The trouble is that Blue Smoke’s rubbed salt & pepper beef rib comes caked in a pepper bark. The pepper flavor is too strong, and buries the taste of the beef. The texture of the beef, by the way, is suitably soft and giving, and on its own it almost seems candied. The pepper flavor though was too much for me and buried the beefiness.

A suitable mac.

It was of course necessary to get the mac and cheese. As always, mac and cheese is delicious. Blue Smoke makes a tasty, rich version. There’s no bread crumb crust, and it is a bit liquid within, but it’s still a suitable mac. It is not up to the Delta Grill standard. In fact, there’s a good argument that says Delta Grill is an excellent competitor for Blue Smoke (while offering different cuisine with much less hoopla).

Look. At the end of the say the food is basically mediocre. I don’t get it. It’s the Shake Shack of BBQ – that makes sense, they’re both Danny Meyer operations. I have got to give it up to him: he always gets great press and has a helluva batting average with most folks. For me, I am not surprised by Blue Smoke’s initials. Maybe it was just the hype machine that blew smoke.

Blue Smoke

116 East 27th Street
New York, NY 10016
8 Comments leave one →
  1. July 7, 2011 3:57 pm

    blue smoke is good bbq for nyc, but nothing revelatory. check out RUB it is one of the better bbq joints in the city IMHO.

    i eat out a fair amount and can say with certainty that there is pretty much no restaurant dish that i would run to. i would rather try a restaurant i have never been to before than go back in a relatively short time period.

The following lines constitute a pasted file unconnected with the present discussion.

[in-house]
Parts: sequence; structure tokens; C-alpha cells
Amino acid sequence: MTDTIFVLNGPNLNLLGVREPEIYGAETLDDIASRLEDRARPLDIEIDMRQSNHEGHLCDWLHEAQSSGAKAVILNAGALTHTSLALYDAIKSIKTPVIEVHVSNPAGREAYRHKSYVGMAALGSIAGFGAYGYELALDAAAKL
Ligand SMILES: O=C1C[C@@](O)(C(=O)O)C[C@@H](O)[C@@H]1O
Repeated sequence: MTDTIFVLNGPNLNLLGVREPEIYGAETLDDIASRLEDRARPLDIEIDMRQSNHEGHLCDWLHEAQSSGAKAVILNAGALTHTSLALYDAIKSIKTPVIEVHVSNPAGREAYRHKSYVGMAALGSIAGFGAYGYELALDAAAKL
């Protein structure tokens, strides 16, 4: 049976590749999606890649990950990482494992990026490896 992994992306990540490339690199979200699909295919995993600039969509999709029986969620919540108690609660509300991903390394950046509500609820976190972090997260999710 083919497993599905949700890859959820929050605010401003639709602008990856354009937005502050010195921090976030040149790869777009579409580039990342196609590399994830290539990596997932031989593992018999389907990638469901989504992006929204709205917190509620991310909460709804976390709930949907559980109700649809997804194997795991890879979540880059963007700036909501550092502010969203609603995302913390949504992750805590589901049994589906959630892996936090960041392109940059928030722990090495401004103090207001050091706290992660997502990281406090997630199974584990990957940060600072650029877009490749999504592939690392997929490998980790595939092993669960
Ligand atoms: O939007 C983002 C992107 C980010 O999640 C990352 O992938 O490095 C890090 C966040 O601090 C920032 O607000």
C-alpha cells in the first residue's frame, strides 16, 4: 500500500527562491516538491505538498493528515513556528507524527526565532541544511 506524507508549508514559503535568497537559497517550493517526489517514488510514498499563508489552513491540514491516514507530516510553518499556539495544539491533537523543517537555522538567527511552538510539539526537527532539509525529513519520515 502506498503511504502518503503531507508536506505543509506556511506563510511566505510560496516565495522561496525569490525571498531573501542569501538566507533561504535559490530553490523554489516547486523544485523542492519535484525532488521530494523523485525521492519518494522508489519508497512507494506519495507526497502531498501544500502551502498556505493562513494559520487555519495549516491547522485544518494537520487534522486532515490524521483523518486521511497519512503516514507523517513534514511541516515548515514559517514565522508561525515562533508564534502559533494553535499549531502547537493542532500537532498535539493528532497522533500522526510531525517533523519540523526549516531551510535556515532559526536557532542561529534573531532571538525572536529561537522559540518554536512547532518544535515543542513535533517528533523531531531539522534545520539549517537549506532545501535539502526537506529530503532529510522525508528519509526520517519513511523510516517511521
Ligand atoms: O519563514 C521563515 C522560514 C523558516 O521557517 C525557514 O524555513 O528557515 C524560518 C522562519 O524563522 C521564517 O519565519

• July 7, 2011 4:11 pm

      On your assessment of BS, we are roughly on the same page, For me the gap between hype and the food was suitably large to present a problem. Eager to try RUB.

      On your second point, I am a bit surprised. I am all for trying new places, but so many of them are overpriced and mediocre that I routinely return to the places I love: Keen’s, Luger’s, Luke’s (to name a few) all have my devotion and loyalty, and I would gladly go out of my way for ’em. I guess it just goes to the question of what you mean by a relatively short time period.

      • July 7, 2011 4:32 pm

        for instance, i had an AMAZING meal at Ai Fiori last week(the new Michael White restaurant). every course was really delicious, but even if i had the money to eat there regularly i would pass in order to try something new.

        luke’s is really good, but more than once every 3 or 4 months isnt necessary for me. that may have to do with the health aspect of eating a whole stick of butter that is melted into that roll, ha.

      • July 8, 2011 8:00 am

        Ok, that makes sense. Ai Fiori is excellent< but pricey. Don't you have local joints you love, where the price point is reasonable, and the quality top notch? An example in my life: Mel’s Burger Bar, which is awesome. Nothing like that?

      • July 8, 2011 8:46 am

        good point jesse. Sarge’s in Murray Hill is a great old school deli. delish.

  2. Steve Z. permalink
    July 8, 2011 11:35 am

    I love BBQ, but in reality it’s over-cooked, fall off the bone, salty meat, served with some, usually sweet, concoction spread all over, then charred. Hey, what’s not to like? Surely there’s bad BBQ, but good? It’s just different. I’ve been to Texas. Everyone in Texas maintains they have the best BBQ in Texas. Just different, that’s all. BTW – You should let us know what these meals set you back. How about a $ rating.